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    Posted On:
    4/02/2008 8:40pm

    supporting member
     Style: Boxing/Wrestling

    --
    Hell yeah! Hell no!
    Your story sounds a bit questionable, Bowflexes have never used resistance bands. They use Rods, with nylon cords that have a handle on one end, go through a pulley or more, and have a metal hook on the other which hookes on to the rod.

    Bah, you're being petty, you knew what the hell I meant.

    And holy wall of text batman!
    "Emevas,
    You're a scrapper, I like that."-Ronin69
  7. Sharkonis is offline

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    Posted On:
    4/02/2008 8:51pm


     Style: Tae Kwon Do, MMA

    --
    Hell yeah! Hell no!
    Its a descent machine. I use it in conjunction to free weights. It almost feels like your getting a good stretch when you use it a day or two after a good pump. It should not be the core of your training but once to twice a week along with a free weight progrom has been very beneficial to at least myself.


    Sharkonis
  8. meataxe is offline
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    Posted On:
    4/02/2008 9:03pm


     Style: Wu style tcc+bjj

    --
    Hell yeah! Hell no!
    $1600? From the look of it, I figured it would be $300.

    Does anyone have plans for a self-spanking machine?
    Anyone who has the power to make you believe absurdities has the power to make you commit injustices.
    - Voltaire
  9. Emevas is offline
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    Posted On:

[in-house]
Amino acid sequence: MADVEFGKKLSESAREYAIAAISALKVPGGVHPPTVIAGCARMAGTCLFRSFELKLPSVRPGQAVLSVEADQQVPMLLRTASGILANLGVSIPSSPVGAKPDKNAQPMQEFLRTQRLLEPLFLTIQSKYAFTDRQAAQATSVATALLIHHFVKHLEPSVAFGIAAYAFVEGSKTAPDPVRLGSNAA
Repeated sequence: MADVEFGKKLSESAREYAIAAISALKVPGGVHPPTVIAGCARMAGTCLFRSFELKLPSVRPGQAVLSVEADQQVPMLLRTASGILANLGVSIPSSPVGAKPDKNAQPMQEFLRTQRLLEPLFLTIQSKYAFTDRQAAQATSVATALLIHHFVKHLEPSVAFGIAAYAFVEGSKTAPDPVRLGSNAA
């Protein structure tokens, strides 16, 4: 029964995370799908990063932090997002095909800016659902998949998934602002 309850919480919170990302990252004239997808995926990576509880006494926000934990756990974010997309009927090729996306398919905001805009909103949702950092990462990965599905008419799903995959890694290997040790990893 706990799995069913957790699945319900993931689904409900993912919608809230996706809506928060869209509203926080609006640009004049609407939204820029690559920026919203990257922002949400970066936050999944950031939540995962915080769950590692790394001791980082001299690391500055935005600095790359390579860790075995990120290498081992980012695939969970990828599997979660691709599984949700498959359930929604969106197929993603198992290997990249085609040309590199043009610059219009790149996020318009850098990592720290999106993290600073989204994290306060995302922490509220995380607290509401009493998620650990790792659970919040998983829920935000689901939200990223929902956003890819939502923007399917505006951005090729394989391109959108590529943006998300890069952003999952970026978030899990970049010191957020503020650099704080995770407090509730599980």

4/02/2008 9:12pm

    supporting member
     Style: Boxing/Wrestling

    --
    Hell yeah! Hell no!
    Quote Originally Posted by meataxe
    $1600? From the look of it, I figured it would be $300.

    Does anyone have plans for a self-spanking machine?
    Yeah, every bowflex owner I've ever known has said the same thing to me. "I don't care how much it cost/Money is no object/etc etc", and I just plain never get it. If you can get better for cheaper, why wouldn't you? It's like buying a Yugo for $200,000, and then when someone says "You coulda had a 'vette", you just blow it off.
    "Emevas,
    You're a scrapper, I like that."-Ronin69
  10. meataxe is offline
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    Posted On:
    4/02/2008 9:31pm


     Style: Wu style tcc+bjj

    --
    Hell yeah! Hell no!
    For $1,600, I think you could get a decent home gym, plus something like on this page: http://associety.blogspot.com/2007/0...-machines.html

    (Possibly NSFW, if you don't working in a spanking-positive workplace.)
    Anyone who has the power to make you believe absurdities has the power to make you commit injustices.
    - Voltaire